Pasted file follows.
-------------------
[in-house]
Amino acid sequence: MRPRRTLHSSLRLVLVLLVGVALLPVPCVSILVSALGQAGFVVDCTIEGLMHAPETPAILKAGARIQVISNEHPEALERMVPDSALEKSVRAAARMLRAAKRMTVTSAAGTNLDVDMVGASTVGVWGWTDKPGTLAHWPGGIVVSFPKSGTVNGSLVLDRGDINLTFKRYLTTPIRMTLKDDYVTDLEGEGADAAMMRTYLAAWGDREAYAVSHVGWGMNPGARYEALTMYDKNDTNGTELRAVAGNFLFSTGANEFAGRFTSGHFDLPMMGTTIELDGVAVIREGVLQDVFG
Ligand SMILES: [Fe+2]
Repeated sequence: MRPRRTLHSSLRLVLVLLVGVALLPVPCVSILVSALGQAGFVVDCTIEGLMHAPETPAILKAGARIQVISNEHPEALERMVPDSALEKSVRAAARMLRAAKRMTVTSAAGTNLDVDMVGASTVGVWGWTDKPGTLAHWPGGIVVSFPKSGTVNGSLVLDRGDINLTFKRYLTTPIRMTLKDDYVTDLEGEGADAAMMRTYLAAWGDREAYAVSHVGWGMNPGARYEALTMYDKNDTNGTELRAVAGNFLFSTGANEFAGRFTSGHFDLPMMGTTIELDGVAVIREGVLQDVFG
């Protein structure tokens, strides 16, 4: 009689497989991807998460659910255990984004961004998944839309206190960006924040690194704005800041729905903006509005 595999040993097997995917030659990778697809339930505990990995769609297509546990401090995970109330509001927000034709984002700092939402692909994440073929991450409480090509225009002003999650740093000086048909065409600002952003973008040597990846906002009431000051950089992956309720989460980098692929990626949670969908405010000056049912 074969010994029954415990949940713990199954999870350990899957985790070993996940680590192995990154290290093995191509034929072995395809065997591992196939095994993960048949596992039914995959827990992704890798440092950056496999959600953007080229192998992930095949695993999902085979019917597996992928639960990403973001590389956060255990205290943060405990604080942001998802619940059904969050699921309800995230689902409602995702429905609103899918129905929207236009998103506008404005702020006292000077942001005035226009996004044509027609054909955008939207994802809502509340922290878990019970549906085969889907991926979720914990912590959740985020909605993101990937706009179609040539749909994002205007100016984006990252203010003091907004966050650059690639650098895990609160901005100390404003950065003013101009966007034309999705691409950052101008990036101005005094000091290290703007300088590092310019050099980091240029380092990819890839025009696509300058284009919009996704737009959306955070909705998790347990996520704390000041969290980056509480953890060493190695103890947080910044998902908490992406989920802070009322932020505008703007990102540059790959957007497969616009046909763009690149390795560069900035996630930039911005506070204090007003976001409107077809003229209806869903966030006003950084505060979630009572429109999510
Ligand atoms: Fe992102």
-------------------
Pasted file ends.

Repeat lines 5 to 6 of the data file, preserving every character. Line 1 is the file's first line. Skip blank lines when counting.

């Protein structure tokens, strides 16, 4: 009689497989991807998460659910255990984004961004998944839309206190960006924040690194704005800041729905903006509005 595999040993097997995917030659990778697809339930505990990995769609297509546990401090995970109330509001927000034709984002700092939402692909994440073929991450409480090509225009002003999650740093000086048909065409600002952003973008040597990846906002009431000051950089992956309720989460980098692929990626949670969908405010000056049912 074969010994029954415990949940713990199954999870350990899957985790070993996940680590192995990154290290093995191509034929072995395809065997591992196939095994993960048949596992039914995959827990992704890798440092950056496999959600953007080229192998992930095949695993999902085979019917597996992928639960990403973001590389956060255990205290943060405990604080942001998802619940059904969050699921309800995230689902409602995702429905609103899918129905929207236009998103506008404005702020006292000077942001005035226009996004044509027609054909955008939207994802809502509340922290878990019970549906085969889907991926979720914990912590959740985020909605993101990937706009179609040539749909994002205007100016984006990252203010003091907004966050650059690639650098895990609160901005100390404003950065003013101009966007034309999705691409950052101008990036101005005094000091290290703007300088590092310019050099980091240029380092990819890839025009696509300058284009919009996704737009959306955070909705998790347990996520704390000041969290980056509480953890060493190695103890947080910044998902908490992406989920802070009322932020505008703007990102540059790959957007497969616009046909763009690149390795560069900035996630930039911005506070204090007003976001409107077809003229209806869903966030006003950084505060979630009572429109999510
Ligand atoms: Fe992102």